So it doesn’t matter whether the computer is Mabel, Mildred, or any modern computing machine; the fastest algorithm which solves the SUBSET-SUM problem for large is the Meet-in-the-Middle algorithm. Because once a solution to the SUBSET-SUM problem is found, it is easy to verify (in polynomial-time) that it is indeed a solution, we say that the SUBSET-SUM problem is in class . And because there is no algorithm which solves SUBSET-SUM that runs in polynomial-time (since the Meet-in-the-Middle algorithm runs in exponential-time and is the fastest algorithm for solving SUBSET-SUM, as we have shown above), we say that the SUBSET-SUM problem is not in class . Then since the SUBSET-SUM problem is in class but not in class , we can conclude that , thus solving the versus problem. The solution to the versus problem demonstrates that it is possible to hide abstract objects (in this case, a subset of set ) without an abundance of resources - it is, in general, more difficult to find a subset of a set of only one hundred integers for which the sum of its elements equals a target integer than to find the winning lottery-ticket in a pile of one billion unsorted lottery tickets, even though the lottery-ticket problem requires much more resources (one billion lottery tickets) than the SUBSET-SUM problem requires (a list of one hundred integers).
3 Does really matter?
Even though , might there still be algorithms which efficiently solve problems that are in but not in the average-case scenario? (Since the result deals only with the worst-case scenario, there is nothing to forbid this from happening.) The answer is yes; for many problems which are in but not , there exist algorithms which efficiently solve them in the average-case scenario [27, 38], so the statement that is not as ominous as it sounds. In fact, there is a very clever algorithm which solves almost all instances of the SUBSET-SUM problem in polynomial-time [11, 25, 27]
. (The algorithm works by converting the SUBSET-SUM problem into the problem of finding the shortest non-zero vector of a lattice, given its basis.) But even though for many problems which are inbut not
, there exist algorithms which efficiently solve them in the average-case scenario, in the opinion of most complexity-theorists, it is probably false that for all problems which are inbut not , there exist algorithms which efficiently solve them in the average-case scenario .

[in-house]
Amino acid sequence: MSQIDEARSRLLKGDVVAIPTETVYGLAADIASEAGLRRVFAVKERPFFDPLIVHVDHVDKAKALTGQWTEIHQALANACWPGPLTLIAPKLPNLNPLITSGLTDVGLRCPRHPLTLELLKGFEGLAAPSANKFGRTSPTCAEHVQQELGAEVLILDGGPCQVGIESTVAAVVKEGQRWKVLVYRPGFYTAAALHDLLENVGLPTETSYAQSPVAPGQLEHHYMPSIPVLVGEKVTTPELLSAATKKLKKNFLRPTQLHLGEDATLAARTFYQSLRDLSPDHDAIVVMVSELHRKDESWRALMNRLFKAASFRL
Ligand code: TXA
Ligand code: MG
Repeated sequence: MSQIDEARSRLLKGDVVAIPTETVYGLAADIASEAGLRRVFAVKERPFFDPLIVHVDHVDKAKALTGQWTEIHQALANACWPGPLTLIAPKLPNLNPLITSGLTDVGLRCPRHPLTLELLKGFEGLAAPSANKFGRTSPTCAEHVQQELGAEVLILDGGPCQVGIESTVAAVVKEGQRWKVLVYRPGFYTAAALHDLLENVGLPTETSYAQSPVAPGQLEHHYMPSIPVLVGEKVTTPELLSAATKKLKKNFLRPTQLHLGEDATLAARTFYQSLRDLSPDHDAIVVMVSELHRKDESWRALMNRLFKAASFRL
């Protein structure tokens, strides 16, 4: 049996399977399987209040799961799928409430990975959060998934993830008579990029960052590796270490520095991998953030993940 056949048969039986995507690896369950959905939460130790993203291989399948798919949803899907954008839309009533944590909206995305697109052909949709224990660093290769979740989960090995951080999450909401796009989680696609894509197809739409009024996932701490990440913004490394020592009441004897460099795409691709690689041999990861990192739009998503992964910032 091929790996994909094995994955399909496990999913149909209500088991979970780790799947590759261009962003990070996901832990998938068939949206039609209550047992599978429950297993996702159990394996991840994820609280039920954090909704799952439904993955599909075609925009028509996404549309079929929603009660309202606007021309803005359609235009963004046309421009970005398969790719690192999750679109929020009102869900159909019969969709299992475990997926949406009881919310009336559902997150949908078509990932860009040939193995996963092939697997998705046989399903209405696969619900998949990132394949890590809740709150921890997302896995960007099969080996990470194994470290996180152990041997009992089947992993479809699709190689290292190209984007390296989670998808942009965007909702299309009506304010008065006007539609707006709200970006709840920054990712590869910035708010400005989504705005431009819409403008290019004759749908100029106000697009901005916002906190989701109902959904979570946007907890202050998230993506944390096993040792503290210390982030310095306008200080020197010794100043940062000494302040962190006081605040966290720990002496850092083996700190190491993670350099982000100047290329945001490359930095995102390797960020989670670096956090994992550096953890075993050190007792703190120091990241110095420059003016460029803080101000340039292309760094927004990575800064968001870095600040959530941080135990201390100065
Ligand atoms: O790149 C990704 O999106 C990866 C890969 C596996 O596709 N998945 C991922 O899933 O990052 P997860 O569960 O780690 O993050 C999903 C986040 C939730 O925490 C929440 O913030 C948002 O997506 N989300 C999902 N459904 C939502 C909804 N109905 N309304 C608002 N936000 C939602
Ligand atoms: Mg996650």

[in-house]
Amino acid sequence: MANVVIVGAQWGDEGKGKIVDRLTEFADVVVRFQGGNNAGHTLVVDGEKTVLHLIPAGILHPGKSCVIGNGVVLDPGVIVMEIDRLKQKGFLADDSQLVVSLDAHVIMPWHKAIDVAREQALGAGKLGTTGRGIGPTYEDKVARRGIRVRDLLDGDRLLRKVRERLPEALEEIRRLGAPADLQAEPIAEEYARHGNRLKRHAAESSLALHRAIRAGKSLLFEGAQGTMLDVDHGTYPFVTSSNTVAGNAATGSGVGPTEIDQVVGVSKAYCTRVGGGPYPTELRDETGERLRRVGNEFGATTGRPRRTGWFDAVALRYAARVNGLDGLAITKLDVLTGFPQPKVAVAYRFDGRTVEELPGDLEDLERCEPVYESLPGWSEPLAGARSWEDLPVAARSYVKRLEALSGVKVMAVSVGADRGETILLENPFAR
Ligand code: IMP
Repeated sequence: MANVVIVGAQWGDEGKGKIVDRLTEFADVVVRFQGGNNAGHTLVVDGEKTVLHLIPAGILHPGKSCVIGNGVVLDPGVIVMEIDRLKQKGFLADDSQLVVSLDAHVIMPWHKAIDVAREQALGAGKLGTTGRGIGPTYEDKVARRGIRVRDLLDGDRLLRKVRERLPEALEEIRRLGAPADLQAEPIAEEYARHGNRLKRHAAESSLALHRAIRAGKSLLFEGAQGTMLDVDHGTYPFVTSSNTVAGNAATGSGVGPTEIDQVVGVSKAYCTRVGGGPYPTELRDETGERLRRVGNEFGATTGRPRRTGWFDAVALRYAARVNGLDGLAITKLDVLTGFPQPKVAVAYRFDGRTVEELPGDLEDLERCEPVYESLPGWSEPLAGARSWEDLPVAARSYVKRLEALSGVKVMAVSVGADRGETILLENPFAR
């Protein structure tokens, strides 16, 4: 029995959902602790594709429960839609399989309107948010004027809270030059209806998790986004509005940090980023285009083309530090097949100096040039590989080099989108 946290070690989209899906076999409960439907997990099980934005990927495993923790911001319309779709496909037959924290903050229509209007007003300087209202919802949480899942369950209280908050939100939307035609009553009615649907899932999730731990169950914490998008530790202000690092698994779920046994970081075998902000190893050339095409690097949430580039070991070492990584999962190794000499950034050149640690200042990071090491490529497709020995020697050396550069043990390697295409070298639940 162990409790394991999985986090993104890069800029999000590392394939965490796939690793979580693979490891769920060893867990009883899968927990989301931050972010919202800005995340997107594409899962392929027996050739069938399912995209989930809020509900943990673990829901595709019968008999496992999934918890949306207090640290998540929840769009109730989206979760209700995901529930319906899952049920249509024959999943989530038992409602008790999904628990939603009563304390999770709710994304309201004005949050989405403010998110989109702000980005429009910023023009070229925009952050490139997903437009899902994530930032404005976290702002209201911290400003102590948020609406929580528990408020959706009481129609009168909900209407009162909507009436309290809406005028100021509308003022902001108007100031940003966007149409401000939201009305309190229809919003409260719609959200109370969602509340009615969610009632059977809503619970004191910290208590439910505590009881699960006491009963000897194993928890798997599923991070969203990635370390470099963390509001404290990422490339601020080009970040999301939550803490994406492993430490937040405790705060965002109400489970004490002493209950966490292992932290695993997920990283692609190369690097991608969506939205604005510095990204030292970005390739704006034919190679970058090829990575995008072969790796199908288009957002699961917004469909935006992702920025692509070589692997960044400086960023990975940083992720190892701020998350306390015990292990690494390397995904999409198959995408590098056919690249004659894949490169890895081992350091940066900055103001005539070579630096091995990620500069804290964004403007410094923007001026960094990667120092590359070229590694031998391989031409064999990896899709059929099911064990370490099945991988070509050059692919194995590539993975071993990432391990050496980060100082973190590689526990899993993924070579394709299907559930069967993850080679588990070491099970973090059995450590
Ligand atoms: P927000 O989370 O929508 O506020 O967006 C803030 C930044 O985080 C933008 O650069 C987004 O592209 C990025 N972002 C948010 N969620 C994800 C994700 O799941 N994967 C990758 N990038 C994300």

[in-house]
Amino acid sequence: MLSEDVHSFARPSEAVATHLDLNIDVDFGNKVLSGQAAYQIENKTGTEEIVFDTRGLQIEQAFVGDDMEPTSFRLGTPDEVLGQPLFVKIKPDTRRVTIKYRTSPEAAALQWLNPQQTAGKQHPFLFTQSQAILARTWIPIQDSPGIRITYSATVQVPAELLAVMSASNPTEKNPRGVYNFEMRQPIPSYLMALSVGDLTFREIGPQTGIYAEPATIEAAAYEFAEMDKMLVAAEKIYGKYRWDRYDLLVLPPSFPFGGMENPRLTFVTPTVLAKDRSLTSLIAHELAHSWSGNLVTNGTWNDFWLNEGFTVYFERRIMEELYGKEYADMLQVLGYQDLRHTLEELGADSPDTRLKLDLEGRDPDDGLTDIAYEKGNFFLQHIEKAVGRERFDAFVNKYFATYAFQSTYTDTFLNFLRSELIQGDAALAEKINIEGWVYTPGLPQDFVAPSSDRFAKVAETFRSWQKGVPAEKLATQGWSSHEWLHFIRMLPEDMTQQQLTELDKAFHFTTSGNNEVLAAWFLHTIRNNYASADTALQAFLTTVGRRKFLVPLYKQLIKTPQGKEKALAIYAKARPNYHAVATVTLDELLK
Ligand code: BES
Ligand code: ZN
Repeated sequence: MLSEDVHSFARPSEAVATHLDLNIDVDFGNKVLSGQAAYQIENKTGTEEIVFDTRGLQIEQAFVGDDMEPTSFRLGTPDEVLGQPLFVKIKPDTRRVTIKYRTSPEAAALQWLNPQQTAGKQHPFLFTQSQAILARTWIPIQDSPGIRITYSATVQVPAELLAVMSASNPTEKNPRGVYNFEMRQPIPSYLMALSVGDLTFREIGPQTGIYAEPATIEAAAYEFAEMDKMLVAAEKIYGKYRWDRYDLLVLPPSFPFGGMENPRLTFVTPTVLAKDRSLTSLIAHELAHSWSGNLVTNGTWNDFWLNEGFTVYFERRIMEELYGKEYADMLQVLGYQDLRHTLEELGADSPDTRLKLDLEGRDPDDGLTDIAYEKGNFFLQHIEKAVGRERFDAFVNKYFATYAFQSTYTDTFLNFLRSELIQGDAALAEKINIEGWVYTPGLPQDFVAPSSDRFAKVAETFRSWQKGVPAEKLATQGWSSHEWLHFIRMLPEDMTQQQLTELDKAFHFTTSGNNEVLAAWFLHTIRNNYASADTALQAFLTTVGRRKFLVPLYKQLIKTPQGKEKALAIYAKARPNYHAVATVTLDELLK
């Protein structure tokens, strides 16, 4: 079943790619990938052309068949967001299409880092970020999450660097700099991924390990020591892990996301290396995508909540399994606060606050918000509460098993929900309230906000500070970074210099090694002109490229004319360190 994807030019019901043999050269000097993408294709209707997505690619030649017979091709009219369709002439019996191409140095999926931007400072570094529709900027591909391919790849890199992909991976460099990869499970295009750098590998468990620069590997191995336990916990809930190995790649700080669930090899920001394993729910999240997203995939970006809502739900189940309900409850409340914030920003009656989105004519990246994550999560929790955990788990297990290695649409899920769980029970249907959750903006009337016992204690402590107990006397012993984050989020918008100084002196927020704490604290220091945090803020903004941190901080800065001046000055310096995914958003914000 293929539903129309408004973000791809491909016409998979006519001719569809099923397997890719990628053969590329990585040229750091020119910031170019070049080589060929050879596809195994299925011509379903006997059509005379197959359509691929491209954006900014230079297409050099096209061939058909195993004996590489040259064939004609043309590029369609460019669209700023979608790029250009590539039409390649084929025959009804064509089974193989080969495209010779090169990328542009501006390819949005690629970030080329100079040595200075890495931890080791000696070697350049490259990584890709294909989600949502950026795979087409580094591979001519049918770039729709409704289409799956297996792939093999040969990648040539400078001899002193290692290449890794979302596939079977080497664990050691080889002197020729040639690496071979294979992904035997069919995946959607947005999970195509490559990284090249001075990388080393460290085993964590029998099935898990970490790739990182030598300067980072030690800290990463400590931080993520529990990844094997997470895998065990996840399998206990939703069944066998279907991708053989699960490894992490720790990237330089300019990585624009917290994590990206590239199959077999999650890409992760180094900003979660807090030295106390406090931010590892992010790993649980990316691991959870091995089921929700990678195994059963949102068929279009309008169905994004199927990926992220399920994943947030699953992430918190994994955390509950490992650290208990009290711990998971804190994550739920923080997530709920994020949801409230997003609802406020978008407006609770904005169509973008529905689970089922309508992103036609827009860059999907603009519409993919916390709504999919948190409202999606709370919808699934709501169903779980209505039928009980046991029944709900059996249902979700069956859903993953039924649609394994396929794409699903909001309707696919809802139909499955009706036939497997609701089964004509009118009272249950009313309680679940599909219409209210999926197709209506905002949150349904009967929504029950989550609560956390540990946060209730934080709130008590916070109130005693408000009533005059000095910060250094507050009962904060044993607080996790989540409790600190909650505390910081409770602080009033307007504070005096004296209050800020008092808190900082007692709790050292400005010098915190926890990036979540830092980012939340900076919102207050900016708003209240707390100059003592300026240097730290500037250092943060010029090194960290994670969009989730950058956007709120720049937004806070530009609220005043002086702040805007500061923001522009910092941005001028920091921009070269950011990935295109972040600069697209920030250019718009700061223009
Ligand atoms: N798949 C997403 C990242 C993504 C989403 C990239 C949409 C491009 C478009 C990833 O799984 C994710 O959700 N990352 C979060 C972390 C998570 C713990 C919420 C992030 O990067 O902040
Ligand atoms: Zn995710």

Even though , might it still be possible that there exist polynomial-time randomized algorithms which correctly solve problems in but not in
with a high probability regardless of the problem instance? (The word “randomized” in this context means that the algorithm bases some of its decisions upon random variables. The advantage of these types of algorithms is that whenever they fail to output a solution, there is still a good chance that they will succeed if they are run again.) The answer is probably no, as there is a widely believed conjecture that, where is the class of decision problems for which there are polynomial-time randomized algorithms that correctly solve them at least two-thirds of the time regardless of the problem instance .
4 Are Quantum Computers the Answer?
A quantum computer is any computing device which makes direct use of distinctively quantum mechanical phenomena, such as superposition and entanglement, to perform operations on data. As of today, the field of practical quantum computing is still in its infancy; however, much is known about the theoretical properties of a quantum computer. For instance, quantum computers have been shown to efficiently solve certain types of problems, like factoring integers , which are believed to be difficult to solve on a classical computer, e.g., a human-computer like Mabel or Mildred or a machine-computer like an IBM PC or an Apple Macintosh.
Is it possible that one day quantum computers will be built and will solve problems like the SUBSET-SUM problem efficiently in polynomial-time? The answer is that it is generally suspected by complexity theorists to be impossible for a quantum computer to solve the SUBSET-SUM problem (and all other problems which share a characteristic with the SUBSET-SUM problem in that they belong to a subclass of problems known as NP-complete problems ) in polynomial-time. A curious fact is that if one were to solve the SUBSET-SUM problem on a quantum computer by brute force, the algorithm would have a running-time on the order of steps, which (by coincidence?) is the same asymptotic running-time of the fastest algorithm which solves SUBSET-SUM on a classical computer, the Meet-in-the-Middle algorithm [1, 4, 18].